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PLoS By Category | Recent PLoS Articles
Anesthesiology and Pain Management - Neurological Disorders - Neuroscience - Public Health and Epidemiology - Women's Health

Threshold of Musculoskeletal Pain Intensity for Increased Risk of Long-Term Sickness Absence among Female Healthcare Workers in Eldercare
Published: Friday, July 20, 2012
Author: Lars L. Andersen et al.

by Lars L. Andersen, Thomas Clausen, Hermann Burr, Andreas Holtermann

Purpose

Musculoskeletal disorders increase the risk for absenteeism and work disability. However, the threshold when musculoskeletal pain intensity significantly increases the risk of sickness absence among different occupations is unknown. This study estimates the risk for long-term sickness absence (LTSA) from different pain intensities in the low back, neck/shoulder and knees among female healthcare workers in eldercare.

Methods

Prospective cohort study among 8,732 Danish female healthcare workers responding to a questionnaire in 2004–2005, and subsequently followed for one year in a national register of social transfer payments (DREAM). Using Cox regression hazard ratio (HR) analysis we modeled risk estimates of pain intensities on a scale from 0–9 (reference 0, where 0 is no pain and 9 is worst imaginable pain) in the low back, neck/shoulders and knees during the last three months for onset of LTSA (receiving sickness absence compensation for at least eight consecutive weeks) during one-year follow-up.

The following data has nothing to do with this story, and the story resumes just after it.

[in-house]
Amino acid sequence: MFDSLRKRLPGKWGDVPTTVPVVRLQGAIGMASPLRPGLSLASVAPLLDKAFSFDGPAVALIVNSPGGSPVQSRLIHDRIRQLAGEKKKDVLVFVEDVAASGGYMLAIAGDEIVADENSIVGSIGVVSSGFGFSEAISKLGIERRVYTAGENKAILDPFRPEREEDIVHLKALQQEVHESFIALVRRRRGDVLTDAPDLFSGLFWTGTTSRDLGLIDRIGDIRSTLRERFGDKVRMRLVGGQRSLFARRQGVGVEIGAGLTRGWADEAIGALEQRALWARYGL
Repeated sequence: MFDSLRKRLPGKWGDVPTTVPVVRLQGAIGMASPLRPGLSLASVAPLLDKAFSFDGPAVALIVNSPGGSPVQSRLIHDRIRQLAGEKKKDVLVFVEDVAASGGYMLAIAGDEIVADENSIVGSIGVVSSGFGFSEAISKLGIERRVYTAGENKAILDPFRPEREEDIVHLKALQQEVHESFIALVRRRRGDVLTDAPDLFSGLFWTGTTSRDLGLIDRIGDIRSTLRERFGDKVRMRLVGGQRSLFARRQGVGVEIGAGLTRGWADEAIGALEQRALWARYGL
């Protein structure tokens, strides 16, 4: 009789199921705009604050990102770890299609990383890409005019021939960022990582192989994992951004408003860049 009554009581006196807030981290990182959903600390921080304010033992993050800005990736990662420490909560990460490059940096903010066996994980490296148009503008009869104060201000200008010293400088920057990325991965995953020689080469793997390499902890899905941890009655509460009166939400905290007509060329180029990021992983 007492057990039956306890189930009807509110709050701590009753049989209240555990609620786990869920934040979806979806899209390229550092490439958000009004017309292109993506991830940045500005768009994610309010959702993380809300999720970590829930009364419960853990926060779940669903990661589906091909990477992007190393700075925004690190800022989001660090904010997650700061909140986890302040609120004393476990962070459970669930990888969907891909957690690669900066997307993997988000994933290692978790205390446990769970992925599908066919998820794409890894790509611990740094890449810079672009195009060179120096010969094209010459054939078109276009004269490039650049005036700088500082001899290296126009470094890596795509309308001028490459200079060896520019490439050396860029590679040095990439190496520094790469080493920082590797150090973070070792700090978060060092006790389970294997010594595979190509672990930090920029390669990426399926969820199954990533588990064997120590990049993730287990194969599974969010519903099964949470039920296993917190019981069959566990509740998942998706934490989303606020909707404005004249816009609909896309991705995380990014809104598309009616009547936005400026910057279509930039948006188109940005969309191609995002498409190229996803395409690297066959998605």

Results

During follow-up, the 12-month prevalence of LTSA was 6.3%. With adjustment for age, BMI, smoking and leisure physical activity, the thresholds of pain intensities significantly increasing risk of LTSA for the low back (HR 1.44 [95%CI 1.07–1.93]), neck/shoulders (HR 1.47 [95%CI 1.10–1.96]) and knees (HR 1.43 [95%CI 1.06–1.93]) were 5, 4 and 3 (scale 0–9), respectively, referencing pain intensity of 0.

Conclusion

The threshold of pain intensity significantly increasing the risk for LTSA among female healthcare workers varies across body regions, with knee pain having the lowest threshold. This knowledge may be used in the prevention of LTSA among health care workers.

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